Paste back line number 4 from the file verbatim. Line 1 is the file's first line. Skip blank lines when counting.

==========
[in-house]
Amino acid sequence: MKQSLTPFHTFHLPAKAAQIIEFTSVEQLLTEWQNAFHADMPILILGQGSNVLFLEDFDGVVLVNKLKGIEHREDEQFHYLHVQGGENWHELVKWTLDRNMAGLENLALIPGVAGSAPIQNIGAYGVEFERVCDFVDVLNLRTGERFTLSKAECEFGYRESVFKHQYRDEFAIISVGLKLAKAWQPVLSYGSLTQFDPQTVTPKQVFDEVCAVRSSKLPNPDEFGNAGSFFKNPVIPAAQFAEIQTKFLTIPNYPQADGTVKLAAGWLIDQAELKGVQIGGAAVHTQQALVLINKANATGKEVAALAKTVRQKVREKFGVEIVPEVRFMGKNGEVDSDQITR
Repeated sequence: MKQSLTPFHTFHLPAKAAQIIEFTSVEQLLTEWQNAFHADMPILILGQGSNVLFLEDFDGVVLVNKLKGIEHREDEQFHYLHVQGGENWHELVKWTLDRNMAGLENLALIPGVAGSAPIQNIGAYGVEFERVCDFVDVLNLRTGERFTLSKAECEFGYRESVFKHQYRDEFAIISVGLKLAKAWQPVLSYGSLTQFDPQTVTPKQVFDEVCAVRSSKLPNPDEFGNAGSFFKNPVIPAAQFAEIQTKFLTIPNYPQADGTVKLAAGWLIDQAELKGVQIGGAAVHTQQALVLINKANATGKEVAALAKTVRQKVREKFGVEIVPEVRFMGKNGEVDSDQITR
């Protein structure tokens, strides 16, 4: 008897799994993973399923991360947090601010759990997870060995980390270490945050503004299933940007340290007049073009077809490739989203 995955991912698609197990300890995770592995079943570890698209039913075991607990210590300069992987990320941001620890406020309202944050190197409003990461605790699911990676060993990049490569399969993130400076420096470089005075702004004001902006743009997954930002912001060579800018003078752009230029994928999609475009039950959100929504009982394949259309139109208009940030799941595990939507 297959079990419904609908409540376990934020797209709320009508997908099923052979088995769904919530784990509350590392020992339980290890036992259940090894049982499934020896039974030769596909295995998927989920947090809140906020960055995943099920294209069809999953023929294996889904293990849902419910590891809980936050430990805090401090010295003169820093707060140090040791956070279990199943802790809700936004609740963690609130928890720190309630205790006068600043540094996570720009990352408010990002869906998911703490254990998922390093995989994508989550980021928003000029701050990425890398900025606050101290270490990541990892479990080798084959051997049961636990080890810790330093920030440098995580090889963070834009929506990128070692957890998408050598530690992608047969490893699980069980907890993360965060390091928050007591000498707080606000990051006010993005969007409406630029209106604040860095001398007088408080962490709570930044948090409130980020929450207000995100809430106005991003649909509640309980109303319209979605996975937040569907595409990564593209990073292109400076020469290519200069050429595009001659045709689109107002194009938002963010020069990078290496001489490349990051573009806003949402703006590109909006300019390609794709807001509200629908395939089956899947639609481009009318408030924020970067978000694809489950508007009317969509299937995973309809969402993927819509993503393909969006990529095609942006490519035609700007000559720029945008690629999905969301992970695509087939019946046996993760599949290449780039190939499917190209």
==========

């Protein structure tokens, strides 16, 4: 008897799994993973399923991360947090601010759990997870060995980390270490945050503004299933940007340290007049073009077809490739989203 995955991912698609197990300890995770592995079943570890698209039913075991607990210590300069992987990320941001620890406020309202944050190197409003990461605790699911990676060993990049490569399969993130400076420096470089005075702004004001902006743009997954930002912001060579800018003078752009230029994928999609475009039950959100929504009982394949259309139109208009940030799941595990939507 297959079990419904609908409540376990934020797209709320009508997908099923052979088995769904919530784990509350590392020992339980290890036992259940090894049982499934020896039974030769596909295995998927989920947090809140906020960055995943099920294209069809999953023929294996889904293990849902419910590891809980936050430990805090401090010295003169820093707060140090040791956070279990199943802790809700936004609740963690609130928890720190309630205790006068600043540094996570720009990352408010990002869906998911703490254990998922390093995989994508989550980021928003000029701050990425890398900025606050101290270490990541990892479990080798084959051997049961636990080890810790330093920030440098995580090889963070834009929506990128070692957890998408050598530690992608047969490893699980069980907890993360965060390091928050007591000498707080606000990051006010993005969007409406630029209106604040860095001398007088408080962490709570930044948090409130980020929450207000995100809430106005991003649909509640309980109303319209979605996975937040569907595409990564593209990073292109400076020469290519200069050429595009001659045709689109107002194009938002963010020069990078290496001489490349990051573009806003949402703006590109909006300019390609794709807001509200629908395939089956899947639609481009009318408030924020970067978000694809489950508007009317969509299937995973309809969402993927819509993503393909969006990529095609942006490519035609700007000559720029945008690629999905969301992970695509087939019946046996993760599949290449780039190939499917190209």